The Department of Homeland Security on Wednesday released a strategic plan for how it will confront threats from China, taking advantage of the department’s existing authorities and capabilities to respond to challenges in the areas of border security and immigration, trade and economic security, cyber security, and maritime security.

“For decades” China “has leveraged non-traditional tools to gain access to and exploit our global institutions and rules-based order, with little to no response,” DHS says. “This has resulted in the erosion of, and direct attacks against, U.S. national security and economic competitiveness, including the exploitation of our immigration system, manipulation of open-markets, and theft of our intellectual property.”

The DHS Strategic Plan to Counter The Threat Posed By The People’s Republic Of China is based on recommendations from a China Working Group stood up last year by then Acting DHS Secretary Chad Wolf, who resigned last week but remains as the department’s top policy official.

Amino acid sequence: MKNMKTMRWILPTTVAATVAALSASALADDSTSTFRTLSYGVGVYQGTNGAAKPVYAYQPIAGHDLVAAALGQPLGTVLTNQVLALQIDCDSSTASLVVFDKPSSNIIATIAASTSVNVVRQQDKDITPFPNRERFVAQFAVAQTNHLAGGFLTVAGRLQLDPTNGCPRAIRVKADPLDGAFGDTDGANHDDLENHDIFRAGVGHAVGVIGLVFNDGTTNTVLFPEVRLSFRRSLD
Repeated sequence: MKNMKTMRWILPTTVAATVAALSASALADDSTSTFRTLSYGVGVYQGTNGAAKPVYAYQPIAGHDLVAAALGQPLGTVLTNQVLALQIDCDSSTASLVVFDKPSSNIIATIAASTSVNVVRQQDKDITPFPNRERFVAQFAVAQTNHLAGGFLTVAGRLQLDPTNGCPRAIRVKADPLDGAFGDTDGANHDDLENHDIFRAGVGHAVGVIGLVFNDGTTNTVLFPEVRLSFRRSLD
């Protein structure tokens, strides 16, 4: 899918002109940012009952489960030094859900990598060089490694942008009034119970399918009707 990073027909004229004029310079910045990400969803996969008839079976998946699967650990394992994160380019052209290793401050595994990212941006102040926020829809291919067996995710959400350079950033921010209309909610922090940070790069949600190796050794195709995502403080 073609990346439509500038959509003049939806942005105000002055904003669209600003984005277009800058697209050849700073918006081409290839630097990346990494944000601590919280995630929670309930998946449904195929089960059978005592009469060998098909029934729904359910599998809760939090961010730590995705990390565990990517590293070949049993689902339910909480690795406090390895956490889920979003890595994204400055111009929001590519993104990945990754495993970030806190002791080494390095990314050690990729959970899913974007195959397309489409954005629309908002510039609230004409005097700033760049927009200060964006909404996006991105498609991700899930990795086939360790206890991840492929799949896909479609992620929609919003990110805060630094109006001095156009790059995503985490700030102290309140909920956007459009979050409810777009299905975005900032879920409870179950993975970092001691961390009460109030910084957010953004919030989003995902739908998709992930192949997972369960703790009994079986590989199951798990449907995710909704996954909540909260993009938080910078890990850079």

The plan includes a number of action items in each of the four key activity areas, including prioritizing efforts in the cyber security and critical infrastructure to “counter malicious” Chinese activity. The efforts include utilizing the Joint Cyber Coordination Group to counter cyber activity and the targeting of critical infrastructure, the standup of an internal working group to examine risks related to information theft from unmanned aircraft systems, and enhancing the Coast Guard’s Cyber Protection Team to better detect, deter and prevent threats from nation-states to the maritime transportation system.

DHS also says it will impose “scalable costs” to “deter and respond” to China’s malicious cyber activity.

In the area of maritime security, the Coast Guard will conduct maritime domain awareness in the polar regions through manned and unmanned aviation and a “robust icebreaking fleet” to counter China’s increased presence and influence.

Some of the action items DHS will pursue in the area of trade and economic security include the use of best practices to strengthen supply chain entities such as the Federal Acquisition Security Council, and the development of a 5G lessons learned policy to provide options to identify and mitigate risks from high-risk Chinese products and technologies in the information communication technology and other U.S. supply chains. DHS will also work with the Commerce Department on options for the government to increase trade with semiconductor chip sectors in other countries such as India and Taiwan.